Sunday, 19 April 2015


“With an apple I will astonish Paris.” - Paul Cézanne

Contemplating a painting can be a form of meditation. I often like to concentrate on a single painting, look at it, revel in its colour and composition, analyse its lines and delve into the artist’s process of creation. Often there is no better painting to do it with than an abstract one, or perhaps a still life. Once I have dissected the painting in my mind, once I have examined all its details, dipped into its colours and lines, I may go on and sketch some detail of it, draw out the lines of its compositional framework, or even copy it wholesale.

There is no better exercise for the budding painter than to copy works of the masters. Copy them, adapt them, be inspired from them, create new works of arts from them. How many of the great masters of the past have done the same! And in the process, some of them have created great works, sometimes surpassing that which inspired them. One can see the original painting and the new work of art and acknowledge both as unique and different pieces.

A single painting for this Art Sunday, Paul Cézanne’s “Still Life”, painted sometime between 1890-94. A work in oils on canvas, now in a private collection (imagine that hanging on your wall!).

Paul Cézanne (1839-1906) was a French painter who is often called the father of modern art. He strove to develop an ideal synthesis of naturalistic representation, personal expression, and abstract pictorial order.  He was the son of a wealthy banker and his boyhood companion was Émile Zola, who later gained fame as a novelist and man of letters. In 1862, after a number of bitter family disputes, the aspiring artist was given a small allowance and sent to study art in Paris, where Zola had already gone. From the start he was drawn to the more radical elements of the Parisian art world. He especially admired the romantic painter Eugène Delacroix and, among the younger masters, Gustave Courbet and the notorious Edouard Manet, who exhibited realist paintings that were shocking in both style and subject matter to most of their contemporaries.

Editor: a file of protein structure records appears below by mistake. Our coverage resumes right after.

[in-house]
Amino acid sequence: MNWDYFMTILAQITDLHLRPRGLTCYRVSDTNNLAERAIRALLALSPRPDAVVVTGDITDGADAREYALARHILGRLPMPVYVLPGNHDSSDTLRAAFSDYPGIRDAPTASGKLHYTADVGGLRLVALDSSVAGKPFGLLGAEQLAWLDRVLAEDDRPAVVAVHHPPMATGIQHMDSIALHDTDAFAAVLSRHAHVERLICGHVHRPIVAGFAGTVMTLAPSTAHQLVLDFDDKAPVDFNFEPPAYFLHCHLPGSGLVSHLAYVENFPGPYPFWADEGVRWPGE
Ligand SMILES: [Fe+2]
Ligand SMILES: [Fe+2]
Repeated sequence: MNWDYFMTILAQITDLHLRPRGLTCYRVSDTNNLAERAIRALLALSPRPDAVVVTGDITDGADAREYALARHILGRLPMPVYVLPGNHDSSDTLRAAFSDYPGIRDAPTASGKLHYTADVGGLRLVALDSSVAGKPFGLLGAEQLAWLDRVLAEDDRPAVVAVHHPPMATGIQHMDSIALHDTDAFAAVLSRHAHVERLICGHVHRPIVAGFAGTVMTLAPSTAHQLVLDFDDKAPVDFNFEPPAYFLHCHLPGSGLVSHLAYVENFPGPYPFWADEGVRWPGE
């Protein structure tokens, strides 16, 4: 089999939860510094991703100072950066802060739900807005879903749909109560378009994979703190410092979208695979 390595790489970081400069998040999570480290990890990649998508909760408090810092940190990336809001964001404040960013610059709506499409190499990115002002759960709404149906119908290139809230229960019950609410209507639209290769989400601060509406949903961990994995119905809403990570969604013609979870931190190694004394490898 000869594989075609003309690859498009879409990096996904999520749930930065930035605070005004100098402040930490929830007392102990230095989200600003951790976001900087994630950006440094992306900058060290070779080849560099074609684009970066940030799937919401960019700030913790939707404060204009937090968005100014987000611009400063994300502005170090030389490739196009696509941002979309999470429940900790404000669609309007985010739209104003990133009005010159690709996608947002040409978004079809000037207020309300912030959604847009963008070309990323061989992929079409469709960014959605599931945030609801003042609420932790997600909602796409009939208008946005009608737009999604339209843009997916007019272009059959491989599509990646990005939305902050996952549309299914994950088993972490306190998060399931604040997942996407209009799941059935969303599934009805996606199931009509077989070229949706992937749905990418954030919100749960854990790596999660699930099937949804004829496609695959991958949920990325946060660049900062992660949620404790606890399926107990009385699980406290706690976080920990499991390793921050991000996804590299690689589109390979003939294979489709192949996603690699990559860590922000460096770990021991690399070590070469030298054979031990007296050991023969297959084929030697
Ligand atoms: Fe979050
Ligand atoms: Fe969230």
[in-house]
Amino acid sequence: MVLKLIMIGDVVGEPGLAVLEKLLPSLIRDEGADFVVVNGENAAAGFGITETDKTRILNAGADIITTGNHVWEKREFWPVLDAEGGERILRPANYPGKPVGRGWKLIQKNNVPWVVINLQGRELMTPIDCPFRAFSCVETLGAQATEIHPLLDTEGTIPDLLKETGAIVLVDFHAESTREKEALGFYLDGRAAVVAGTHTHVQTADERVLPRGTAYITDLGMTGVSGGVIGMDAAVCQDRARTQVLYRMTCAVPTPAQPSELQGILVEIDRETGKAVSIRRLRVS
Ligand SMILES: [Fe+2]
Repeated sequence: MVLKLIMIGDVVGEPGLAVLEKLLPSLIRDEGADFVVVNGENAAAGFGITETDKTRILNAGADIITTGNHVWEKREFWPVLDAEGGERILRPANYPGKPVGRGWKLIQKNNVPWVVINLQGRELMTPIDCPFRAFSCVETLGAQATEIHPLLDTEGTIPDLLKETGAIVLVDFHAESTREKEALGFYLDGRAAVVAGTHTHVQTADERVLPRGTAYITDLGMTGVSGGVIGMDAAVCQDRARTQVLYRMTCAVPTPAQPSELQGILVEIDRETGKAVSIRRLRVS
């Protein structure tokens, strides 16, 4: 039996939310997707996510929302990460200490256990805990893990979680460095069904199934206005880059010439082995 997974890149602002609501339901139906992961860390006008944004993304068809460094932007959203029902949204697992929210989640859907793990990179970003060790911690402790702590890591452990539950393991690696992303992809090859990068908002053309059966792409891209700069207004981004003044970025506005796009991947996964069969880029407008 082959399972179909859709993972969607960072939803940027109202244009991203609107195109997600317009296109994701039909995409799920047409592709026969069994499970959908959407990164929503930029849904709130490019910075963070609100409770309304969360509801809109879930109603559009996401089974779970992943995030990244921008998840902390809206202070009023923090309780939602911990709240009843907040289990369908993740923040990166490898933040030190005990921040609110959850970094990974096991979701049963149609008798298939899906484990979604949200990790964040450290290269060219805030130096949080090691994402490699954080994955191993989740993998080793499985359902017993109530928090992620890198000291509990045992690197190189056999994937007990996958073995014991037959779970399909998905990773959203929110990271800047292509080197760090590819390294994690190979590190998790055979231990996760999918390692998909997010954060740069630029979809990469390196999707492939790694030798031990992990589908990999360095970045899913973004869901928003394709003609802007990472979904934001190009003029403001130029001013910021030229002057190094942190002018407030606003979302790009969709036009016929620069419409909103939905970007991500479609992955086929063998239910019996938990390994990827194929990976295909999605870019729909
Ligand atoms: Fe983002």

Though Cézanne considered the study of nature essential to painting, he nevertheless opposed many aspects of the Impressionistic ideals. He declared: ‘I wanted to make of Impressionism something solid and enduring, like the art in museums.’ Believing colour and form to be inseparable, he tried to emphasise structure and solidity in his work, features he thought neglected by Impressionism. For this reason he was a central figure in Post-Impressionism. He rarely dated his works (and often did not sign them either), which makes it hard to ascertain the chronology of his works. Until the end of his life he received little public success and was repeatedly rejected by the Paris Salon. In his last years his work began to influence many younger artists, including both the Fauves and the Cubists, and he is therefore often seen as a precursor of 20th-century art.

Here is some music from Cézanne’s time: Claude Debussy’s “La Plus que Lente” performed by Daniel Berman, at Flushing Town Hall.

As far as M. Émile Zola is concerned, would you like to read something of his oeuvre? How about “L’ Oeuvre” (1886). Although Zola and Cézanne were friends from childhood and in youth, they broke in later life over Zola’s fictionalised depiction of Cézanne and the Bohemian life of painters in this novel! Otherwise, you may like to read his more lurid “Nana” (1880), or the revolutionary “Germinal” (1885) or at least his fiery letter “J’ Accuse” (1898), published to condemn government corruption and prejudice over the Dreyfuss Affair.


  1. Although Cezanne turned out to be a snot about Zola, Dreyfus and non-art pressing issues in France, he really was a central figure in Post Impressionism. Even years after he died, young artists were jumping on ships and immersing themselves in Cezanne's views of Mt Sainte Victoire.

  2. Yes, his series on Mont Sainte Victoire is incredible. I think he painted it about 80 times and found something new to say every time. Henri Matisse called Cezanne “The master of us all”' and Picasso "My one and only master." Some accolade!
    CLICK HERE for Bazza’s fabulous Blog ‘To Discover Ice’

  3. Agree with comments above, of course. Cezanne, I think is more of a painter's painter rather than being one who will appeal to a wider public, like Monet or Renoir, say.
    I really like the way you have included contemporary music and literature in this art post. It broadens the impact of the painting and contextualizes the artist in time.